Monthly Archives: January 2015

The Bible Verse Box

He pointed to the far corner of our upstairs loft, motioning to the bottom of the end table by the couch.

“Let’s get out the Bible verse box,” suggested my four-year-old.  We had already done some activities with Little Passports, read a leveled reader and sang a couple of nursery rhymes from his What Your Kindergartner Needs to Know.  Generally G is much more eager to re-enact epic superhero battles with me, than engage in my planned out activities.

Like any typical four-year-old, G’s proclivity to be guided into an organized lesson waxes and wanes.  Because he has already begun reading so well, simply through story time, I have allowed him to read on his own when he chooses.  And he chooses often at the most surprising of times.

Cereal boxes at breakfast.

Billboard advertisements on the freeway.

Random books from his shelf.

My private emails over my shoulder.

Sports results from the bottom of the t.v.

Some educators refer to this as environmental print.  G calls it “reading his words.”

On this day, however, he was focused, so I continued letting him choose the next activity.  And apparently he had several things on his mind, including the Bible verse box.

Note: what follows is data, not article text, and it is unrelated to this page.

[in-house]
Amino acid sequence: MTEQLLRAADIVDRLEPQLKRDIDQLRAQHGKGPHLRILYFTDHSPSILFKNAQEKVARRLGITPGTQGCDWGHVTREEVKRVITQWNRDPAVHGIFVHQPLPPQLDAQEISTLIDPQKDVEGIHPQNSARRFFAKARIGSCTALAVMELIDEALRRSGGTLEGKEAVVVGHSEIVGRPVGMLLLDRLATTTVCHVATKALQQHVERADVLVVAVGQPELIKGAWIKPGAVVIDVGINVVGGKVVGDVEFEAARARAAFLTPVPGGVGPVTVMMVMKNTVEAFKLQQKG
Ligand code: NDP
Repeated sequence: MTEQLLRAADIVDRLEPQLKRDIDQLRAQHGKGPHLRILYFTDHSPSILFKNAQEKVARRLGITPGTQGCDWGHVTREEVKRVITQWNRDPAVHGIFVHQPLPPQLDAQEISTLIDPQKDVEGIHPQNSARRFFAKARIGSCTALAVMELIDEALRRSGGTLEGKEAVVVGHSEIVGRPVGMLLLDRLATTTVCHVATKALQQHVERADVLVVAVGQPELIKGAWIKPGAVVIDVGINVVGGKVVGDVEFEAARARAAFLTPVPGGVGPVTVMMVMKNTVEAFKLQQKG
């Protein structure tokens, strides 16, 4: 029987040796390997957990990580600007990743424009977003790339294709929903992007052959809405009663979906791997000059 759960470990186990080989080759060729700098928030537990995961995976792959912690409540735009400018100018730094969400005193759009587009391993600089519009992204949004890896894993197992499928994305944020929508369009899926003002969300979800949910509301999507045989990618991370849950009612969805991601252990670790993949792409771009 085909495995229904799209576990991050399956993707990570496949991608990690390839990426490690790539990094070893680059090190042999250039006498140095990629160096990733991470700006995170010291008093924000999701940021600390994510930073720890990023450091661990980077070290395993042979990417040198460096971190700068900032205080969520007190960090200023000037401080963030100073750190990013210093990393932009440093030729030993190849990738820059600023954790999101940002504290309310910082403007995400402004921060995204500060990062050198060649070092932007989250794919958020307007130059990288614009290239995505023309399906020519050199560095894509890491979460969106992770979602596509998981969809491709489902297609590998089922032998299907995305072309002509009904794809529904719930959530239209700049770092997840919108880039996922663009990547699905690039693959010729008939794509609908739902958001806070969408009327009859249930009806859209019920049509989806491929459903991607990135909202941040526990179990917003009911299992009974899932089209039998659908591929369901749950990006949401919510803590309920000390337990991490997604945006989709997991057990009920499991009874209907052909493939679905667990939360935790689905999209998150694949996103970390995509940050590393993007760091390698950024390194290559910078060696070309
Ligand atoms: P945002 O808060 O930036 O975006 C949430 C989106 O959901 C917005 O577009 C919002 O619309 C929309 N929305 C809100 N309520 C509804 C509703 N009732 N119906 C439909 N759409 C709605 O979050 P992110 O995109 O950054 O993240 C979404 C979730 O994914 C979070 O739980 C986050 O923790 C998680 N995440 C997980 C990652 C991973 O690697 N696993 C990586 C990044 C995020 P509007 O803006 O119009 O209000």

Our Bible verse box looks like this:DSC_0026

An old, cardboard box covered over in typing paper and decorated by a five and four year old A and S, has sat on top of select back issues of Appleseed and Cricket magazines for several years.  We originally created this and filled it with Bible verses on love, bearing with one another and patience, in those early first days of sibling rivalry.  What began as a way to infuse a bit of kindness and respect into my boys, has unwittingly become another way of encouraging literacy.  Add a colorful card stock backing and apparently we have an appealing way to include a little Bible in our family’s morning Together Time.

We don’t make use of this box regularly anymore, but occasionally G asks for it.  Instead of pulling out our Bibles for a lengthier read, A and S still like participating with G, choosing a purple or green-backed proverb, a yellow reminder from Ephesians.

DSC_0030

The Bible verse box also houses trading cards of the apostles and the sixty-six books of the Old and New Testaments. You can print them out here.  Unfortunately, they have started charging for them now.

If G is determined to read, I am happy he is reaching for these words of wisdom, even from an old, cardboard box.

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A Few Alterations

Wow.  This has been a tough academic year.  I admit it.  I recall a few years ago how I suspected home schooling would be difficult.  But it has been difficult in ways I did not particularly expect.  Fundamentally, the most difficult aspect of it all has been sheer parenting.  It’s just that I am parenting more hours in my day now.

This year, however, has been especially trying.  We have changed some things up, namely adding in an afternoon of co-op classes once a week.  Whereas I originally thought a few extra hours of Mommy-G time would be great, instead it has become one more reason to get in the car, and that much more of a work load to keep up with their classes.  Increasingly, I have been bothered by the difficulty in creating a free-flowing feel to our week.  We struggle to focus on what is important.